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Hoffmann, R. A wiki for the life sciences where authorship matters. Nature Genetics (2008)

Production of two hemopoietic growth factors is differentially regulated in single T lymphocytes activated with an anti-T cell receptor antibody.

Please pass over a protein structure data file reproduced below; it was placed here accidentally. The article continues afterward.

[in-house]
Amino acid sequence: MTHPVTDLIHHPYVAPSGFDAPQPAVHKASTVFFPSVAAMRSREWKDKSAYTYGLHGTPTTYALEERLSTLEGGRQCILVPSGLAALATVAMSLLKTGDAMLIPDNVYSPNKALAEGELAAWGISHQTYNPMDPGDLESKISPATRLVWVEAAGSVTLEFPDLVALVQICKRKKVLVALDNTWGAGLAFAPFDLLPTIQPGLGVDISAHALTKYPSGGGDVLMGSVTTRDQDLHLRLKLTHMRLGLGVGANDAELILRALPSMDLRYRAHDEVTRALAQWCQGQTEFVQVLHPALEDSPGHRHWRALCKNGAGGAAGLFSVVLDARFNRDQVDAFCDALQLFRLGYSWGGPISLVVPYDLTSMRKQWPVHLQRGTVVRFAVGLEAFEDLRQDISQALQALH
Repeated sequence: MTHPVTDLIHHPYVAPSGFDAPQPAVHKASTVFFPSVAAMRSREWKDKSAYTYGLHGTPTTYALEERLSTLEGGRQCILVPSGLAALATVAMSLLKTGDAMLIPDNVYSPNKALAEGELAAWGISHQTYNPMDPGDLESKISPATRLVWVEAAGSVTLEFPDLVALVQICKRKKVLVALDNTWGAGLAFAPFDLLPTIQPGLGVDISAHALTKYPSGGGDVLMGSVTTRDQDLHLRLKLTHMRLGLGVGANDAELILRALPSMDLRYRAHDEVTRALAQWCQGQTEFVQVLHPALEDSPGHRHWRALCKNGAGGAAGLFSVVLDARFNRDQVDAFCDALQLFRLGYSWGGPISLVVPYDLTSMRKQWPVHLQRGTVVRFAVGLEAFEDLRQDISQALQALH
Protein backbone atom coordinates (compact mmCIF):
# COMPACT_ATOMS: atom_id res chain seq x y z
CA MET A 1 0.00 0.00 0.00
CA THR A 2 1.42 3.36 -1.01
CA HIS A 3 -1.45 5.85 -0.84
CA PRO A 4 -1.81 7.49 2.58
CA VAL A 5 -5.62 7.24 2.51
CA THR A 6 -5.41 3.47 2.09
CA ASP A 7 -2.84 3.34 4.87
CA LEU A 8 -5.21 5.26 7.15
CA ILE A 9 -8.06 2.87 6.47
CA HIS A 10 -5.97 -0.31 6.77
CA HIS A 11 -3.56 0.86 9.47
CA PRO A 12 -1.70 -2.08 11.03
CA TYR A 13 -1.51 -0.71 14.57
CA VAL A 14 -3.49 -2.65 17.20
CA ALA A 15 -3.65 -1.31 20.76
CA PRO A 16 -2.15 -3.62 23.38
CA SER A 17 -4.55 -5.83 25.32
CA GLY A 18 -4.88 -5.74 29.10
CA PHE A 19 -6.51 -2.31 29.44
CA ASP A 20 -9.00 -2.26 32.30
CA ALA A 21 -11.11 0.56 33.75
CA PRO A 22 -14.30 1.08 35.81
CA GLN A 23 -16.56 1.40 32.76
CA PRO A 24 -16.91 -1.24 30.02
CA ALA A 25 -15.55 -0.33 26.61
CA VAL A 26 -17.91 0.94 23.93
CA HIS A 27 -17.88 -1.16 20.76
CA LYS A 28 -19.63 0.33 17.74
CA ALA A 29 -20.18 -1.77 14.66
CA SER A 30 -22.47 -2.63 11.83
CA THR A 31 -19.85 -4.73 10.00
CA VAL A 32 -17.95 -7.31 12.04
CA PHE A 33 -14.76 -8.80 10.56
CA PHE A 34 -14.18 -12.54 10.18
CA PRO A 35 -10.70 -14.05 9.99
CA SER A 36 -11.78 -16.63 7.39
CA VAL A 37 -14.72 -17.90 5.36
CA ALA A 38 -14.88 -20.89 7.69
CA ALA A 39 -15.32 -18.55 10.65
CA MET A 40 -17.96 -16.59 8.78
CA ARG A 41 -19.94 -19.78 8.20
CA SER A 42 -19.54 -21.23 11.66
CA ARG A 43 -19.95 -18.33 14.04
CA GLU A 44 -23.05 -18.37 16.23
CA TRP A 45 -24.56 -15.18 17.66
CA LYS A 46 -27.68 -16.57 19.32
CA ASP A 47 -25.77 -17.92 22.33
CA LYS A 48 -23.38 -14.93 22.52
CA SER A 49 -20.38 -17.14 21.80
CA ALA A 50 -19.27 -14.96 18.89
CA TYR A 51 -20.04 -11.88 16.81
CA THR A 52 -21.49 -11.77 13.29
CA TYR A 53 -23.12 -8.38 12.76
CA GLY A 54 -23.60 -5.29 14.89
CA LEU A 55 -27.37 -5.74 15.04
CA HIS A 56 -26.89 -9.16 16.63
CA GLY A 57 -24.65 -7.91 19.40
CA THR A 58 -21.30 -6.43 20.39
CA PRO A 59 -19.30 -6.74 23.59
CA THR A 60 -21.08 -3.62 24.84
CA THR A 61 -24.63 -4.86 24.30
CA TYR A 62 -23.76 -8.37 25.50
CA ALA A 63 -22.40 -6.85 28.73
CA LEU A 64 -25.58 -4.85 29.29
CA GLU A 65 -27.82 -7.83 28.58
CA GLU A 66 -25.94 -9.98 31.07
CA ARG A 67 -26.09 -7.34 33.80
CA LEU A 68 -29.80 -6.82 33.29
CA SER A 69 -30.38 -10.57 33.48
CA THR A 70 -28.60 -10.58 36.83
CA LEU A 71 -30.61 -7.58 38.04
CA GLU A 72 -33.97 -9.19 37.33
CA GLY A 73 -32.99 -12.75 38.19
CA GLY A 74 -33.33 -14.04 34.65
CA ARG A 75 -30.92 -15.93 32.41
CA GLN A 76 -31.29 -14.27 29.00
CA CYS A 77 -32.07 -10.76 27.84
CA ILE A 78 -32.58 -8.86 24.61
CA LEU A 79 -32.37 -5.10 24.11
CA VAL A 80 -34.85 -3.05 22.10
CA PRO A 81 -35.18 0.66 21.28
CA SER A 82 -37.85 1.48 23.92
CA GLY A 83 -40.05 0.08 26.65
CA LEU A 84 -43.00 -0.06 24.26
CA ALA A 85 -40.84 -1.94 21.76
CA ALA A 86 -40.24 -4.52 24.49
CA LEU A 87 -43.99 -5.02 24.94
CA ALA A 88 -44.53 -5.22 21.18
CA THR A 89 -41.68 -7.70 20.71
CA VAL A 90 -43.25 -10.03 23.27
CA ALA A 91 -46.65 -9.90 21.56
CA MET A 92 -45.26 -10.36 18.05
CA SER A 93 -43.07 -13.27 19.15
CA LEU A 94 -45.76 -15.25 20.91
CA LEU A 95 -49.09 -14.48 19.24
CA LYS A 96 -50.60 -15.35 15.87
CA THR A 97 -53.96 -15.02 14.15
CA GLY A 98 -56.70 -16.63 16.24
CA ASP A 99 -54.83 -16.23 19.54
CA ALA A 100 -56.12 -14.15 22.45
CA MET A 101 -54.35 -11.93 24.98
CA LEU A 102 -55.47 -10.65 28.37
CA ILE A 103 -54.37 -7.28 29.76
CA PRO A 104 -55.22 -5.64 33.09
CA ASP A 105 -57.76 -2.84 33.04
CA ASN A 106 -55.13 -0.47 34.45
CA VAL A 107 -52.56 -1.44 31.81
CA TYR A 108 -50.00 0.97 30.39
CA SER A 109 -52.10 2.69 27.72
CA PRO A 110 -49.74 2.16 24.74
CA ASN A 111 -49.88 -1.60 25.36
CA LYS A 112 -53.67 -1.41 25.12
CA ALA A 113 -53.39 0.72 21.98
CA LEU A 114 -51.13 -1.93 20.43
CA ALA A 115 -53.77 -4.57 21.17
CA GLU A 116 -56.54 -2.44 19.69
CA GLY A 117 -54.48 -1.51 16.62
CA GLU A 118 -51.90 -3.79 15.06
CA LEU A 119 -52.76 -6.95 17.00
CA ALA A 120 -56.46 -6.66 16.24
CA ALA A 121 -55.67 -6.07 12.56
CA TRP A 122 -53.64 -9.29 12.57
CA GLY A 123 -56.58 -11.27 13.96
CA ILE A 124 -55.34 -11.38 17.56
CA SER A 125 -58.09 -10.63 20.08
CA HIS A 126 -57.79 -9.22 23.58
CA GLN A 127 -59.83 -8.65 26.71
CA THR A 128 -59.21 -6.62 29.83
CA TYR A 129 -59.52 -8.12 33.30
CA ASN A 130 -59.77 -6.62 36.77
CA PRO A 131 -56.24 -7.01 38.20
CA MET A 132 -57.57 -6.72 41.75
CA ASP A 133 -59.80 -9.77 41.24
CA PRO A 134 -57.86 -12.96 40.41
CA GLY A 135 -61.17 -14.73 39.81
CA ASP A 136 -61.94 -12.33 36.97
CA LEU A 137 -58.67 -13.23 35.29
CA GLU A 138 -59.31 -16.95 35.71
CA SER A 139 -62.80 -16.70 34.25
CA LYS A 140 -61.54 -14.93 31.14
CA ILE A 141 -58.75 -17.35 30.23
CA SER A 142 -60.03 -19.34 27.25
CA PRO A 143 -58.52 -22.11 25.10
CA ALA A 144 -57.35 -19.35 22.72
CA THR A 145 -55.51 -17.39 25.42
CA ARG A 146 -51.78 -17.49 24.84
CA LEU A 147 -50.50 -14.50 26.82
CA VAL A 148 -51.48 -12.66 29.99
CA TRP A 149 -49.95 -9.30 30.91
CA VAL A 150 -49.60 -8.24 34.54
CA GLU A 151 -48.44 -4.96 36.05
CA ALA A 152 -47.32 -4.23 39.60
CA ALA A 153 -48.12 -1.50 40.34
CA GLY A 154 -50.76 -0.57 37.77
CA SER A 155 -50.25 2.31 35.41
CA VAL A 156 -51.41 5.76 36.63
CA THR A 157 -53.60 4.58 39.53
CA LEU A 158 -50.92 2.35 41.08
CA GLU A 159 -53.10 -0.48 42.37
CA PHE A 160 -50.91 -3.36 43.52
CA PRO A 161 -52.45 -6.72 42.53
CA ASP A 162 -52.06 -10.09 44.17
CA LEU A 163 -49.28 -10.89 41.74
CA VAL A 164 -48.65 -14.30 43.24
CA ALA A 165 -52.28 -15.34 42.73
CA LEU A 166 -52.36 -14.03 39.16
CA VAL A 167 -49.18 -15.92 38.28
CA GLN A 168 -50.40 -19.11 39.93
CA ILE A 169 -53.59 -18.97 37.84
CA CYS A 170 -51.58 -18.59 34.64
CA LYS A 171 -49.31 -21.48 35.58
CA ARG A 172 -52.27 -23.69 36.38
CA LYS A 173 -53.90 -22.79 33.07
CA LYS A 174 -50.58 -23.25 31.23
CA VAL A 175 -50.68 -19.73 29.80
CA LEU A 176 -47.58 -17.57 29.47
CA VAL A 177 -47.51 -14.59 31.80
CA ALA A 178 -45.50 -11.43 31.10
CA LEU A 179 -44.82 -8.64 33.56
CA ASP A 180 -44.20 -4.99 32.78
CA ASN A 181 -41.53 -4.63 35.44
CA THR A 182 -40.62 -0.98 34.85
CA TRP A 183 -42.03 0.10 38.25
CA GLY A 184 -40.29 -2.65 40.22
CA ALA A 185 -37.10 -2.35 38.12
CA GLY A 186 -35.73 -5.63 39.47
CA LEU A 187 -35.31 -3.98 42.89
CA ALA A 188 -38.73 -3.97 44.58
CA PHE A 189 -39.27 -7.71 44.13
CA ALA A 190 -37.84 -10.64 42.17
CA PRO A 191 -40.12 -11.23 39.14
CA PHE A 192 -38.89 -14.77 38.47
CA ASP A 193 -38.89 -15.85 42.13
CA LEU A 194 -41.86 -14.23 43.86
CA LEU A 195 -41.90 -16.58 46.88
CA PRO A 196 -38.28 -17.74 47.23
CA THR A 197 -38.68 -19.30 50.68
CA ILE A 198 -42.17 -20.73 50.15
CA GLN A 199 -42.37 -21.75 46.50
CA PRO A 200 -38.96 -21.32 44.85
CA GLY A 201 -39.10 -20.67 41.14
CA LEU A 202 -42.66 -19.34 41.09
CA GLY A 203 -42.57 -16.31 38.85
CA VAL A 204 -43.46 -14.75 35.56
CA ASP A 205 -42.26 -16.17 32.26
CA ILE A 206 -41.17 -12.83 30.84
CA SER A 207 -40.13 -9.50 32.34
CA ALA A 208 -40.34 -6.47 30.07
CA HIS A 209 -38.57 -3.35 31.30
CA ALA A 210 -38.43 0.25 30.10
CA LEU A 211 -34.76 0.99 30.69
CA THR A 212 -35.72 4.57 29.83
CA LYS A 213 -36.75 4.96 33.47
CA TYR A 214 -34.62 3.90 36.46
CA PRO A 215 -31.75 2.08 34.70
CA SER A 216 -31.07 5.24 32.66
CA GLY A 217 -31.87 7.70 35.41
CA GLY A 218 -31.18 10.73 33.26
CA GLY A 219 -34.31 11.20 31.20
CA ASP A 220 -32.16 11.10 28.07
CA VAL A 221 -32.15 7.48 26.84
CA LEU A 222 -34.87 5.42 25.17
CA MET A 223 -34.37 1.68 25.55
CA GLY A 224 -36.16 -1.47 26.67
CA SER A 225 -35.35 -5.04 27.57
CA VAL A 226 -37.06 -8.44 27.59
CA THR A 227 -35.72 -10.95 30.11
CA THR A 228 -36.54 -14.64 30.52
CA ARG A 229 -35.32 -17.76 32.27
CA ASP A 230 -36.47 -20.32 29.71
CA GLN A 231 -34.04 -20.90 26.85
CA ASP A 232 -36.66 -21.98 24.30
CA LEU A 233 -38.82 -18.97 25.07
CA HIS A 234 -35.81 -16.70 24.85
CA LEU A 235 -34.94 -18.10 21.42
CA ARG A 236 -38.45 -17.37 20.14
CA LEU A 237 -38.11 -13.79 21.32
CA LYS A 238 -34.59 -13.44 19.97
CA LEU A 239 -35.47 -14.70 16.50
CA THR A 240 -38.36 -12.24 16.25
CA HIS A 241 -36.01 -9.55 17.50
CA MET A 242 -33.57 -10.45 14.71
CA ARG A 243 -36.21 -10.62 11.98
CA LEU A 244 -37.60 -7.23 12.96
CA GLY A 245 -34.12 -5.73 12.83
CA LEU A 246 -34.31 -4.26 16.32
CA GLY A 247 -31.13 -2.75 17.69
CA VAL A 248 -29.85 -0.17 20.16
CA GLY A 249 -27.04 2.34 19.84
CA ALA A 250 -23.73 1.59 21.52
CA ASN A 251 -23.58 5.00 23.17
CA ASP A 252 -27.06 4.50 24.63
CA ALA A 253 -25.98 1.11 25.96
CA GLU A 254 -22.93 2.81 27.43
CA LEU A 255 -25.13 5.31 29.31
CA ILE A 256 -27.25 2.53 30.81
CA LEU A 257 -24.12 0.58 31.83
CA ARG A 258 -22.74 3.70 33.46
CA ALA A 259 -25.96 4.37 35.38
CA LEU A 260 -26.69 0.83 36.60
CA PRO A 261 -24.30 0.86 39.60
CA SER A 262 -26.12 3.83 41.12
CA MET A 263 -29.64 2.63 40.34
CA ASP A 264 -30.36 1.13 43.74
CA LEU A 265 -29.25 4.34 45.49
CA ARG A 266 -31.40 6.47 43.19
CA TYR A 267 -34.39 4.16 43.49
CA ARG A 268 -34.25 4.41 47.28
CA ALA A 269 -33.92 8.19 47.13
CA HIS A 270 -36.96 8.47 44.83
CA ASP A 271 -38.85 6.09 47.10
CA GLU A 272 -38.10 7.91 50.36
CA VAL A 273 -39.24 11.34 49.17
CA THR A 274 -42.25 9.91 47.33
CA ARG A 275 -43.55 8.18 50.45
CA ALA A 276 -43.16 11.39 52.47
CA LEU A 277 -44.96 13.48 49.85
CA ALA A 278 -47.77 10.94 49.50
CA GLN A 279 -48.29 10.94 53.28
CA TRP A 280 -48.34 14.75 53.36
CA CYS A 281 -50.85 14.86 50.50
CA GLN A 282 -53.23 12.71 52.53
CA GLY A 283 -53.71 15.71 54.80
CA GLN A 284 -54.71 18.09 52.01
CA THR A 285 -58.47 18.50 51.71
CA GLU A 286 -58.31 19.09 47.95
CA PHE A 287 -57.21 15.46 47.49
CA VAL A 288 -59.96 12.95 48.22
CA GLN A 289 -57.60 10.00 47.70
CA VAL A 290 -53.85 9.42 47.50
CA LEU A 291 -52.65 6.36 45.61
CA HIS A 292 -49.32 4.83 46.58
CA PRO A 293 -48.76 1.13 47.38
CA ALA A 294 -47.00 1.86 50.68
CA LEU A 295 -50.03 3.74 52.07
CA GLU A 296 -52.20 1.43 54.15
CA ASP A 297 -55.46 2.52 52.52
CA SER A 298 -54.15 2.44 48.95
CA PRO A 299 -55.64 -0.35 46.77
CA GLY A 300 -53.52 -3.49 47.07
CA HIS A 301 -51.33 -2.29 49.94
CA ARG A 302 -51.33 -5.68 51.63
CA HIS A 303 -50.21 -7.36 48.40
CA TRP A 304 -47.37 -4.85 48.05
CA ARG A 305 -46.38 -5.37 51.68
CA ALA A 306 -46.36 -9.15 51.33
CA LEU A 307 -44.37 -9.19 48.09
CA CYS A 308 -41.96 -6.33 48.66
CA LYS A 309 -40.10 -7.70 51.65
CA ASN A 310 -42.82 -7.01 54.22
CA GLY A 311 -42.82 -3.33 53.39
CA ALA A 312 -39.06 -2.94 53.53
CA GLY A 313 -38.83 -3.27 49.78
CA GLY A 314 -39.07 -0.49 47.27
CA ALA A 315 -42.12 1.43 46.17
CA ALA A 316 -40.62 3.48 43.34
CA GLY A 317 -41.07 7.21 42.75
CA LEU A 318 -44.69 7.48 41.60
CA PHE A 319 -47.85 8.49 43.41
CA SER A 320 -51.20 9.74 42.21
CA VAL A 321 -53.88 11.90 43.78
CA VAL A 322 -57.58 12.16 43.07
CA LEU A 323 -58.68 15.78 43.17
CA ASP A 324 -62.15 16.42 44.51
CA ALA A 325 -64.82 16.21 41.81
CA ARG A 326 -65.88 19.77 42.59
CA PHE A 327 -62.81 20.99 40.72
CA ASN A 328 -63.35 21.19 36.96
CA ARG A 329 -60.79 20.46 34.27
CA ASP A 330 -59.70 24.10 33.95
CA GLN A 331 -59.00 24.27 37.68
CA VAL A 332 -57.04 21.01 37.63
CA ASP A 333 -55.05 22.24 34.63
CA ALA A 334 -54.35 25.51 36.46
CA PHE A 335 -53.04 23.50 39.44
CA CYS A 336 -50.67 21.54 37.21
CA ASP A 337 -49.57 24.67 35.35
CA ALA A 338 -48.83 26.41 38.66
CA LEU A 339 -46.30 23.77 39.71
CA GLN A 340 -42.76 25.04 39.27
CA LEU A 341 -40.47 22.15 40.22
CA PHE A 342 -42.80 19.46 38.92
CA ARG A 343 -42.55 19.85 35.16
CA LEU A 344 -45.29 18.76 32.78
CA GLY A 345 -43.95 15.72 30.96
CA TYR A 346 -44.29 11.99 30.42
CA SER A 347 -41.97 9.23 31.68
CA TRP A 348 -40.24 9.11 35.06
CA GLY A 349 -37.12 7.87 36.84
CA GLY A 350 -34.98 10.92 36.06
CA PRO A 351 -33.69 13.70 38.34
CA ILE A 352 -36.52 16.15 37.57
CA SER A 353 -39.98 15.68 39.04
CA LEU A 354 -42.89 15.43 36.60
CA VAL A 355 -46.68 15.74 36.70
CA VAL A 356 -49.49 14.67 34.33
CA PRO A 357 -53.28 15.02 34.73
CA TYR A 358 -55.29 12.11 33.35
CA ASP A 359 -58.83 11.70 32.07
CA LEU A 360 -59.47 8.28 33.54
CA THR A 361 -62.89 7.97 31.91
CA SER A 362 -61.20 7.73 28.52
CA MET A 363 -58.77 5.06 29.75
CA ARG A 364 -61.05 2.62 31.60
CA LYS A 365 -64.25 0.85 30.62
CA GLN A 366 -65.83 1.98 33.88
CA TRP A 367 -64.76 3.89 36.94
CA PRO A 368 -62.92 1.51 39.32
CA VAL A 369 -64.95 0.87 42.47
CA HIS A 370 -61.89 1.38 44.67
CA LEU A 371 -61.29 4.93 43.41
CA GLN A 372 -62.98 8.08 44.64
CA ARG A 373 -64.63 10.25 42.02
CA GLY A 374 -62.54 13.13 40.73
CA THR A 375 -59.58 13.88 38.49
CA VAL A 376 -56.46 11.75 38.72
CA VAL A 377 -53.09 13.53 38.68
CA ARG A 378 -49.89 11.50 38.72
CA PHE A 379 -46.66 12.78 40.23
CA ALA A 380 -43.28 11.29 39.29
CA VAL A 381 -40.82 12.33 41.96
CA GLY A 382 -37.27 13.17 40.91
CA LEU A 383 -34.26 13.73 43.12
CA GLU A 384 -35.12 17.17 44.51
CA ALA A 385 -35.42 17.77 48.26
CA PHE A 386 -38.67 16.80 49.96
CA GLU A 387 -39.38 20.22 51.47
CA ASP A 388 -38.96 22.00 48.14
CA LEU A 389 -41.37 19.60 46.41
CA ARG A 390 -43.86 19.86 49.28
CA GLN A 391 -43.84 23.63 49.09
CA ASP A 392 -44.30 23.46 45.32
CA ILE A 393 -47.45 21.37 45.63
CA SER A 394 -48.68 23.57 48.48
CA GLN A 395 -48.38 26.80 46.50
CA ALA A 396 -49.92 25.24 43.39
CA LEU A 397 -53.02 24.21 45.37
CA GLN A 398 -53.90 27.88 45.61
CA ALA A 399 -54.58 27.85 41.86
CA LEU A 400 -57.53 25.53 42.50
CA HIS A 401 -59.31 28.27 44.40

A method has been developed to measure the production by single activated T lymphocytes of two hemopoietic growth factors, granulocyte-macrophage CSF (GM-CSF) and multipotential CSF (multi-CSF or IL-3). When individual cells of the L3T4 (CD4)+ F23.1+ T cell clone E9.D4 were transferred by micromanipulation into wells coated with the monoclonal anti-T cell receptor antibody F23.1, up to 90% of cells produced CSF as detected by CSF-dependent hemopoietic cell lines. Production occurred in the absence of proliferation and did not require the addition of accessory cells or IL-2. Both the frequency of CSF-producing cells and the average production per positive cell depended on the density of the immobilized stimulating ligand, indicating that the response of each cell is not an all-or-none phenomenon but varies with the strength of stimulation. Individual cells of the clone varied over a 100-fold range in their total CSF titer with a mean value of about 0.05 U/cell. They also varied in their relative production of GM-CSF and multi-CSF. Thus, low producing cells secreted only GM-CSF whereas high producing cells also secreted multi-CSF. The failure of low producing cells to secrete multi-CSF was not genetically based since such cells could give rise to progeny that synthesized multi-CSF. These results suggest that the synthesis of these two lymphokines can be differentially regulated at the level of the single cell.[1]


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